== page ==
First try to feel your own consciousness as part of that of the Master, losing yourself entirely in Him. Do not contemplate that unity with the Master, but feel it, let it be an actual thing with you so that you feel yourself to be merely a part of Him. Doing that you can easily feel how it is that love is the only motive power on the path; it is the intensity of our love and adoration for the Master, the measure in which we can [Page 87] feel one with Him, which makes it possible for Him to take us as His pupils.
In the same way, but in a far greater measure, does our consciousness expand when we try to feel our unity with the great Brotherhood itself, and try to feel something of the amazing unity of that Consciousness, having only one Will, the Will of the King Himself and yet consisting, as it does, of many great Beings. Here again, when we can realize the unity of that Consciousness, this realization will draw us into it and make us one with it; it will lead us to the first of the great Initiations. Love is like a magnet; it draws us into and makes us one with what we love, and when we succeed in realizing the love of the Ego and feel how it goes out towards everything, [Page 88] towards every creature in this wide world, it cannot fail to bring us to the goal of evolution - union with the Divine.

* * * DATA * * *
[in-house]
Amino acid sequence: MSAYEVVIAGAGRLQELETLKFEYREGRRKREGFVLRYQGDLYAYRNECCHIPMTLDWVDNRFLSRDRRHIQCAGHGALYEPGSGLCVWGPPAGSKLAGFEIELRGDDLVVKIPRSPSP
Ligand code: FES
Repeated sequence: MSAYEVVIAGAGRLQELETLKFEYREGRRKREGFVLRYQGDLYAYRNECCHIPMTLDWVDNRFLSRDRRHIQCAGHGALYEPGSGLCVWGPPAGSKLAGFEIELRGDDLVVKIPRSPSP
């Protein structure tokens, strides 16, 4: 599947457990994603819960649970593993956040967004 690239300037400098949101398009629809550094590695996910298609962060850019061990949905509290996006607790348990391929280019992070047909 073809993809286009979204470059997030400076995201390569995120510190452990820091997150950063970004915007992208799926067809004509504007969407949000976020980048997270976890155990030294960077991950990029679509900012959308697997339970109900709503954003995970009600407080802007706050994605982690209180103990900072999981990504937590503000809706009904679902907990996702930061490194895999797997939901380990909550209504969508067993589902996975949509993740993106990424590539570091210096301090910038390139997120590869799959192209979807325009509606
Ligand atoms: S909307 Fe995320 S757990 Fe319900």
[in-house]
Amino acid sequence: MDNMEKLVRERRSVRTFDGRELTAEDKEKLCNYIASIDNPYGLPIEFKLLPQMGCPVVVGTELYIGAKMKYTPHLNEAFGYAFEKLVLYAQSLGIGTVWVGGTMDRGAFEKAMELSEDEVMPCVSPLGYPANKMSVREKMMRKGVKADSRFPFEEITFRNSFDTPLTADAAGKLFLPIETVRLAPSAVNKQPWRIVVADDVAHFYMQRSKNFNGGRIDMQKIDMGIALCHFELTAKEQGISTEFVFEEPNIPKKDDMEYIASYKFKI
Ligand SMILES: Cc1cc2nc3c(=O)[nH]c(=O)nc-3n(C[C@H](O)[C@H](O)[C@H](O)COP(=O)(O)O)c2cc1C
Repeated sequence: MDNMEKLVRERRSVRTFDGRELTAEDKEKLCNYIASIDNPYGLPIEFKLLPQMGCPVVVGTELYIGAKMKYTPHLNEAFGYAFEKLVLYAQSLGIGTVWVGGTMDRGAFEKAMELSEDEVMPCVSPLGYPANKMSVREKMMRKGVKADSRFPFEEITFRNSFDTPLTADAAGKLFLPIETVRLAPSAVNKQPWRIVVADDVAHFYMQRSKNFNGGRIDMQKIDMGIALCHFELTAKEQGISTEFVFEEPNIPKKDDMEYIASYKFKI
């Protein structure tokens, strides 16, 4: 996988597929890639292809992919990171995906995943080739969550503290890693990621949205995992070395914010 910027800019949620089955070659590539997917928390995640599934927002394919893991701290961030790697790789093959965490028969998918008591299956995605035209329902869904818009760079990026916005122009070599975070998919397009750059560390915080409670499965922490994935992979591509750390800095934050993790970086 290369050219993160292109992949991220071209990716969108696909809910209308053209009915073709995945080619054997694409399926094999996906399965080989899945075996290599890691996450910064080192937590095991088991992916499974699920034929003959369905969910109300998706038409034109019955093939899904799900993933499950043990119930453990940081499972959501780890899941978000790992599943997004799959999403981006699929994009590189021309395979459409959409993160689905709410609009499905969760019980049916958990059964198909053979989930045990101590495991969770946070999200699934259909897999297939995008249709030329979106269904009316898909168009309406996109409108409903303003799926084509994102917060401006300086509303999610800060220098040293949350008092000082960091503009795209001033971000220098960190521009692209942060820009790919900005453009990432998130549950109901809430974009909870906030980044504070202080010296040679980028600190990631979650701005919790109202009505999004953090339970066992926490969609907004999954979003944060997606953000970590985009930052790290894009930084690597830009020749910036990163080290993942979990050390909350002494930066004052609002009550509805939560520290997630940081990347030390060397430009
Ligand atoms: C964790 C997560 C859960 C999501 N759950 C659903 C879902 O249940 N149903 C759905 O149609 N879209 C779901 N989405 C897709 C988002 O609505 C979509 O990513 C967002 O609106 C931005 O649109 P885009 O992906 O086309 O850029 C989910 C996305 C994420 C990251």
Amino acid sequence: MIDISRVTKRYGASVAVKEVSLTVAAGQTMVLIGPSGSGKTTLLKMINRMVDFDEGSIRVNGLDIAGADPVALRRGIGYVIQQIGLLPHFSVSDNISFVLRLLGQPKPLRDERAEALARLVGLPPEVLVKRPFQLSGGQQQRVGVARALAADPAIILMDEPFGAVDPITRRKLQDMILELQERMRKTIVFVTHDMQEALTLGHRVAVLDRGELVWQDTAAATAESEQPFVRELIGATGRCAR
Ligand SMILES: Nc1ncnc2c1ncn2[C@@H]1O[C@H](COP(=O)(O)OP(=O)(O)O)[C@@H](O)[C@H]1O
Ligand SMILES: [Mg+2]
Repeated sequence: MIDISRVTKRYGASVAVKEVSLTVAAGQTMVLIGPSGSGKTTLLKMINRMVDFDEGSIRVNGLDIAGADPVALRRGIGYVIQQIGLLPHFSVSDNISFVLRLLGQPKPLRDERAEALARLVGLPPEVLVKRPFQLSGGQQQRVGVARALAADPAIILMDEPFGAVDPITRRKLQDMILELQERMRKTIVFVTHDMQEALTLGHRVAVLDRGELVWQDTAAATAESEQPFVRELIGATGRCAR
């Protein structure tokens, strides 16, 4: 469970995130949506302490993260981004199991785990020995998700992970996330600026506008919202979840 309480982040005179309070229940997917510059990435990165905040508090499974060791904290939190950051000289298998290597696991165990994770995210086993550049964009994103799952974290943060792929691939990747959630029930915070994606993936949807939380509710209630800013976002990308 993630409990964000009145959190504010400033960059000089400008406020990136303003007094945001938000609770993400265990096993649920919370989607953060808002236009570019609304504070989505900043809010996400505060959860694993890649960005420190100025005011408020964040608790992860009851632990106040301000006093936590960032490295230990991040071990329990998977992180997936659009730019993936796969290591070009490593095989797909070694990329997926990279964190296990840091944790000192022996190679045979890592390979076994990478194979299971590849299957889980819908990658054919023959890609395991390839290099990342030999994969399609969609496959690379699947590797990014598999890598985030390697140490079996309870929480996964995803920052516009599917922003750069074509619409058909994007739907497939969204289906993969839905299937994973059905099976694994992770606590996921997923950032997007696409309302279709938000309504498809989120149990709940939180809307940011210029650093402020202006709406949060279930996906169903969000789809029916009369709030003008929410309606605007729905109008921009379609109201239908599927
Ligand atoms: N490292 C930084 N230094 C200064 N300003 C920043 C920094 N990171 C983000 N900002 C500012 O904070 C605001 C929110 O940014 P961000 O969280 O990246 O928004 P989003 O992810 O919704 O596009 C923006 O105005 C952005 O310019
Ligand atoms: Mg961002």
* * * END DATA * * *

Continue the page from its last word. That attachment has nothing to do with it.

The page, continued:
When we feel this we can understand what is meant by the occult maxim "grow as the flower grows. When the flower feels the warmth of the sunlight, it expands and in its yearning for the sunlight grows towards it. It is the love of the flower for the sunlight which makes it grow, and in the same way it is the love of the soul for the divine Sunlight which causes the soul to grow. There is no effort in this growing, it is not a pushing or straining forwards, it is a natural at-one-ment with what we love. That is why our love must be all-embracing, nothing excluding why it must flow out freely to all things, for in all things is the [Page 89] divine Life which we seek. If we exclude it in one thing or being, which we separate from ourselves, we exclude the divine Life itself and make our conscious union with it harder. Think of the Christ as the Heart of this Unity of all things, feel His Love as the love which binds all things, and in loving Him you will come to love all things. We shall then begin to see how profoundly true is His own saying that whatsoever we do unto the least of our brethren, we do unto Him.
Once again, in realizing this particular power of the Ego, there must be no mere contemplation or intellectual conception of love; we must feel that love of the Ego, become it, and then, on its wings we can ascend to higher things. It is a power which we must learn to use consciously. [Page 90]